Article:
Using Java for this fourth generation of our basic performance analysis tool was an experiment. The first part of the experiment was to determine whether the graphics performance of Java would be adequate. Although Jumpshot does not display complex views as quickly as did nupshot ( with its direct X interface) we find it adequate for our purposes. The increasing significance of Java is likely to cause performance to improve over time as well. The functionality of the graphics interface, considered against Jumpshot's rather modest needs, is also adequate, and also getting better.
The second, nontechnical, part of the experiment was to determine whether the only really new benefit conferred on the project by the use of Java, namely the ability for Jumpshot to run as a Web application, would be worth the effort. This capability turned out to be more useful than we anticipated, for two reasons. First, running Jumpshot from the Web browser on one's laptop connected to the network turned out to be useful for demonstrations and lectures, as well as in allowing others to try it over the net. (The Jumpshot applet can be viewed at http://www.mcs.anl.gov/\ lusk/aptest/lib/jumpshot.) Second, the environment portability problems described below are greatly ameliorated by using the Web interface, with no loss in performance.
The main drawback to the use of Java was the lack of portability of Java environments. We use the JDK (Java Development Kit) for portability. Although the Jumpshot program's Java code itself is portable, the way Java is locally installed on Sun, SGI, and IBM workstations, and under Windows95 or NT, can be critical. Running Java programs typically involves setting certain environment variables, which can conflict with settings required for other applications (e.g., Web browsers). Since we would like users to use all our tools in the same way in all environments, this can be frustrating. Again, we expect the situation to improve over time.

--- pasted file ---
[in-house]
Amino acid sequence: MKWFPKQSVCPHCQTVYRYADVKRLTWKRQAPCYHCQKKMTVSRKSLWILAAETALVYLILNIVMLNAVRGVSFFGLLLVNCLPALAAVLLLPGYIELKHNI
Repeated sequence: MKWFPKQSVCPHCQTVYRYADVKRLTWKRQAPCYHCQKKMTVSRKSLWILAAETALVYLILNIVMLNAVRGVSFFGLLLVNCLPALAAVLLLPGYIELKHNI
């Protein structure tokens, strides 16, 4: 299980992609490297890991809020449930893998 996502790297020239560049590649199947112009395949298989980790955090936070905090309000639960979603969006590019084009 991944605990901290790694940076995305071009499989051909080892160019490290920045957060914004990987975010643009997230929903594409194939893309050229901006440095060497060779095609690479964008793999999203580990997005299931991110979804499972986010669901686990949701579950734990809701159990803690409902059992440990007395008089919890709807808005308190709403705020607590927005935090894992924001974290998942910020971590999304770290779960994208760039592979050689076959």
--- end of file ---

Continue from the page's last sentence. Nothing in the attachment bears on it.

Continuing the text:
Java libraries are rapidly evolving, and this caused considerable discomfort as JDK 1.1.2 evolved into 1.1.6, which is the level Jumpshot currently requires. With the acceptance of the Swing GUI, which Jumpshot uses now, and the upcoming release of JDK 1.2, we expect these problems to lessen.
At any rate, the overall verdict on the use of Java for this project is positive, and we expect to continue to use it as Jumpshot evolves.